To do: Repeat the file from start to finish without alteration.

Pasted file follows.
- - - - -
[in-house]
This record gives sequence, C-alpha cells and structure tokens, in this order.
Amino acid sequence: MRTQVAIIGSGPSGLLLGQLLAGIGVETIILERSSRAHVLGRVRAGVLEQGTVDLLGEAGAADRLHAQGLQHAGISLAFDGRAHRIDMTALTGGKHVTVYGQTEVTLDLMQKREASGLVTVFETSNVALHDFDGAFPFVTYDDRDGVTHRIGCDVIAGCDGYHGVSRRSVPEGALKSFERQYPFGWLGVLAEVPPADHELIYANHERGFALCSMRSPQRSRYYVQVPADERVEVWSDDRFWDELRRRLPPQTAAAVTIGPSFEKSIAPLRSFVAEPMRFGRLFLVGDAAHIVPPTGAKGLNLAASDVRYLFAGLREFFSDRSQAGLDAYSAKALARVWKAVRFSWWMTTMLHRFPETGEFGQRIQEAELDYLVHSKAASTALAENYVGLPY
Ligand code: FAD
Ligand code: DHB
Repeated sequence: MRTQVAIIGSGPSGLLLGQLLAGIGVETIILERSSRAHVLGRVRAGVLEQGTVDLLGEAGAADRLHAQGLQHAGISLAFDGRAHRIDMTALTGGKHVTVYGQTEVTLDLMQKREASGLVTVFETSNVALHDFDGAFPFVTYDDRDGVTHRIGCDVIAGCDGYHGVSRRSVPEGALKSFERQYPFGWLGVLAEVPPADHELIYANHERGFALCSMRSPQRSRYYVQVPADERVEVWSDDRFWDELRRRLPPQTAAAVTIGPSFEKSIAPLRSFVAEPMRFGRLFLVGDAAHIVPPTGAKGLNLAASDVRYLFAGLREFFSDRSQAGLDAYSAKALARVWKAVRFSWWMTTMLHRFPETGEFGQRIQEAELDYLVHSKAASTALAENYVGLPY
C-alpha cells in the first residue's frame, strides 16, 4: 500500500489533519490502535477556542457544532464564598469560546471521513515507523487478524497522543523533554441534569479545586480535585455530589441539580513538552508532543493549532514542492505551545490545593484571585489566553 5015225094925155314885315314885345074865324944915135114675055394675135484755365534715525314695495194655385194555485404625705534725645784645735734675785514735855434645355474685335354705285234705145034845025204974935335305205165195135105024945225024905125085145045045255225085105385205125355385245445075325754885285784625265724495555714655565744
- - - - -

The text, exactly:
[in-house]
This record gives sequence, C-alpha cells and structure tokens, in this order.
Amino acid sequence: MRTQVAIIGSGPSGLLLGQLLAGIGVETIILERSSRAHVLGRVRAGVLEQGTVDLLGEAGAADRLHAQGLQHAGISLAFDGRAHRIDMTALTGGKHVTVYGQTEVTLDLMQKREASGLVTVFETSNVALHDFDGAFPFVTYDDRDGVTHRIGCDVIAGCDGYHGVSRRSVPEGALKSFERQYPFGWLGVLAEVPPADHELIYANHERGFALCSMRSPQRSRYYVQVPADERVEVWSDDRFWDELRRRLPPQTAAAVTIGPSFEKSIAPLRSFVAEPMRFGRLFLVGDAAHIVPPTGAKGLNLAASDVRYLFAGLREFFSDRSQAGLDAYSAKALARVWKAVRFSWWMTTMLHRFPETGEFGQRIQEAELDYLVHSKAASTALAENYVGLPY
Ligand code: FAD
Ligand code: DHB
Repeated sequence: MRTQVAIIGSGPSGLLLGQLLAGIGVETIILERSSRAHVLGRVRAGVLEQGTVDLLGEAGAADRLHAQGLQHAGISLAFDGRAHRIDMTALTGGKHVTVYGQTEVTLDLMQKREASGLVTVFETSNVALHDFDGAFPFVTYDDRDGVTHRIGCDVIAGCDGYHGVSRRSVPEGALKSFERQYPFGWLGVLAEVPPADHELIYANHERGFALCSMRSPQRSRYYVQVPADERVEVWSDDRFWDELRRRLPPQTAAAVTIGPSFEKSIAPLRSFVAEPMRFGRLFLVGDAAHIVPPTGAKGLNLAASDVRYLFAGLREFFSDRSQAGLDAYSAKALARVWKAVRFSWWMTTMLHRFPETGEFGQRIQEAELDYLVHSKAASTALAENYVGLPY
C-alpha cells in the first residue's frame, strides 16, 4: 500500500489533519490502535477556542457544532464564598469560546471521513515507523487478524497522543523533554441534569479545586480535585455530589441539580513538552508532543493549532514542492505551545490545593484571585489566553 5015225094925155314885315314885345074865324944915135114675055394675135484755365534715525314695495194655385194555485404625705534725645784645735734675785514735855434645355474685335354705285234705145034845025204974935335305205165195135105024945225024905125085145045045255225085105385205125355385245445075325754885285784625265724495555714655565744